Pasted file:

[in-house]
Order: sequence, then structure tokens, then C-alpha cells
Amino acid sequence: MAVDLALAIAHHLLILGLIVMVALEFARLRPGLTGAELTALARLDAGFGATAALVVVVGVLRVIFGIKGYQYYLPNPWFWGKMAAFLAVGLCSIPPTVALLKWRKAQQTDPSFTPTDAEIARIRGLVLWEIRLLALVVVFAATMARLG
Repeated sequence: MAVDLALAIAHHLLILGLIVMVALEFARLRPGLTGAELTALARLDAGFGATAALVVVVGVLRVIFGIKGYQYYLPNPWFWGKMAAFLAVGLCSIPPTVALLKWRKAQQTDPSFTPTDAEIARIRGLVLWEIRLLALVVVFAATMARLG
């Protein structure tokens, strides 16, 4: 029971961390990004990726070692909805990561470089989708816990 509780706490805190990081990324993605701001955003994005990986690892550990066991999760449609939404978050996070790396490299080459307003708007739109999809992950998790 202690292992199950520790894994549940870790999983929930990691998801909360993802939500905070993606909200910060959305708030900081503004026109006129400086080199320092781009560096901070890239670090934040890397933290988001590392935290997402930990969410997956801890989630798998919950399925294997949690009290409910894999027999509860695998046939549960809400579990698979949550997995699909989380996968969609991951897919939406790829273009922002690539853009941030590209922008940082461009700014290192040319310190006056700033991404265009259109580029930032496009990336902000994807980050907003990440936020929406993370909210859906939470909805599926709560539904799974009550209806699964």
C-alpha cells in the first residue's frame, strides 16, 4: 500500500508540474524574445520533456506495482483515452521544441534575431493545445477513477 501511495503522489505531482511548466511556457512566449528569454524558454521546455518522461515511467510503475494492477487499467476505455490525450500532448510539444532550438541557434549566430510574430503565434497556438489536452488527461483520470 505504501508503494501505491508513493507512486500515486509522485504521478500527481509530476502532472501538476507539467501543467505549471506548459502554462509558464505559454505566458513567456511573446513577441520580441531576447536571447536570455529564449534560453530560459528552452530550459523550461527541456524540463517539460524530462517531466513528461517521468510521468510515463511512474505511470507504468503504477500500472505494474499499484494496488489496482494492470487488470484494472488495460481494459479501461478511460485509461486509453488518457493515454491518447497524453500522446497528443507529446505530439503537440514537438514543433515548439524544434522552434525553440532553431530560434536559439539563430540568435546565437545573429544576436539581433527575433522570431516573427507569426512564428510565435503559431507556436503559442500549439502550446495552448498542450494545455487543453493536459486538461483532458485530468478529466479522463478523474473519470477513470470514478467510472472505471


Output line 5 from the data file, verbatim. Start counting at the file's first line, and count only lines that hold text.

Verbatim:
């Protein structure tokens, strides 16, 4: 029971961390990004990726070692909805990561470089989708816990 509780706490805190990081990324993605701001955003994005990986690892550990066991999760449609939404978050996070790396490299080459307003708007739109999809992950998790 202690292992199950520790894994549940870790999983929930990691998801909360993802939500905070993606909200910060959305708030900081503004026109006129400086080199320092781009560096901070890239670090934040890397933290988001590392935290997402930990969410997956801890989630798998919950399925294997949690009290409910894999027999509860695998046939549960809400579990698979949550997995699909989380996968969609991951897919939406790829273009922002690539853009941030590209922008940082461009700014290192040319310190006056700033991404265009259109580029930032496009990336902000994807980050907003990440936020929406993370909210859906939470909805599926709560539904799974009550209806699964």